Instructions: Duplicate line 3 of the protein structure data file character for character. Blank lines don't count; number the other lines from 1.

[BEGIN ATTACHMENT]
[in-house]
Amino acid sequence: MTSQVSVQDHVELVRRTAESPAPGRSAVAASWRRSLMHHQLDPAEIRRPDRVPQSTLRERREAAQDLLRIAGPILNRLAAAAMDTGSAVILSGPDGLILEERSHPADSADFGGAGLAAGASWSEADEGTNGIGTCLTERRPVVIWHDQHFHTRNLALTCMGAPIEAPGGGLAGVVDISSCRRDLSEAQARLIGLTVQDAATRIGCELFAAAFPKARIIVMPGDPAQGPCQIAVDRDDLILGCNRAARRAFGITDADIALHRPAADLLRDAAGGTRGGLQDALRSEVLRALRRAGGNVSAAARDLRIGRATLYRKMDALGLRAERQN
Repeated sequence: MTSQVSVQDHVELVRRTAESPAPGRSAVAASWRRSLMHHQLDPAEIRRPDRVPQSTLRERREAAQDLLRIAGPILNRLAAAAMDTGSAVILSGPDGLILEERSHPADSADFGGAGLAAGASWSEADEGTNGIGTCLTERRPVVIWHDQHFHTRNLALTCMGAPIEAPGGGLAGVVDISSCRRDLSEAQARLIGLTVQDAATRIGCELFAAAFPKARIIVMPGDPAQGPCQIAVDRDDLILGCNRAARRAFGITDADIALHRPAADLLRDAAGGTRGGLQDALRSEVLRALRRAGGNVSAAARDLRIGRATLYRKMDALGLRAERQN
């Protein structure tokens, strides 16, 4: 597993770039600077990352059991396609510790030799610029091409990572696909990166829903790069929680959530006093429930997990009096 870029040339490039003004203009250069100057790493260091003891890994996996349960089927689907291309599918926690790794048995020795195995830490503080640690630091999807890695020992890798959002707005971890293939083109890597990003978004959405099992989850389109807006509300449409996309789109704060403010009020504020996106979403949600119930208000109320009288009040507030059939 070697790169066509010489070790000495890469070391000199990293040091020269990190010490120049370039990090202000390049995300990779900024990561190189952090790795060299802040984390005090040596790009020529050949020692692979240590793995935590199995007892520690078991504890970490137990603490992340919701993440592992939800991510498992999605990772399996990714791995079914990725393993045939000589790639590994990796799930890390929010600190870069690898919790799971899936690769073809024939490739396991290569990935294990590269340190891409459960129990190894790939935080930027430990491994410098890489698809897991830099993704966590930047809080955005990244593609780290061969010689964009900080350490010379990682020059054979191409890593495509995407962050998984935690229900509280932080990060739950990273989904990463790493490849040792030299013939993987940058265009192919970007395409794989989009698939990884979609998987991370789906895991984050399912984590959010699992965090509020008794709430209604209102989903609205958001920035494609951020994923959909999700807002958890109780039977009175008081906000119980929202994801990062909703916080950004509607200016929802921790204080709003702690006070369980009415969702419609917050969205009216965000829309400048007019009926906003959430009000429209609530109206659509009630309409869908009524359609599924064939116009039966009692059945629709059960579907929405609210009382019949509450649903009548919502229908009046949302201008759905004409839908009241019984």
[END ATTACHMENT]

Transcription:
Repeated sequence: MTSQVSVQDHVELVRRTAESPAPGRSAVAASWRRSLMHHQLDPAEIRRPDRVPQSTLRERREAAQDLLRIAGPILNRLAAAAMDTGSAVILSGPDGLILEERSHPADSADFGGAGLAAGASWSEADEGTNGIGTCLTERRPVVIWHDQHFHTRNLALTCMGAPIEAPGGGLAGVVDISSCRRDLSEAQARLIGLTVQDAATRIGCELFAAAFPKARIIVMPGDPAQGPCQIAVDRDDLILGCNRAARRAFGITDADIALHRPAADLLRDAAGGTRGGLQDALRSEVLRALRRAGGNVSAAARDLRIGRATLYRKMDALGLRAERQN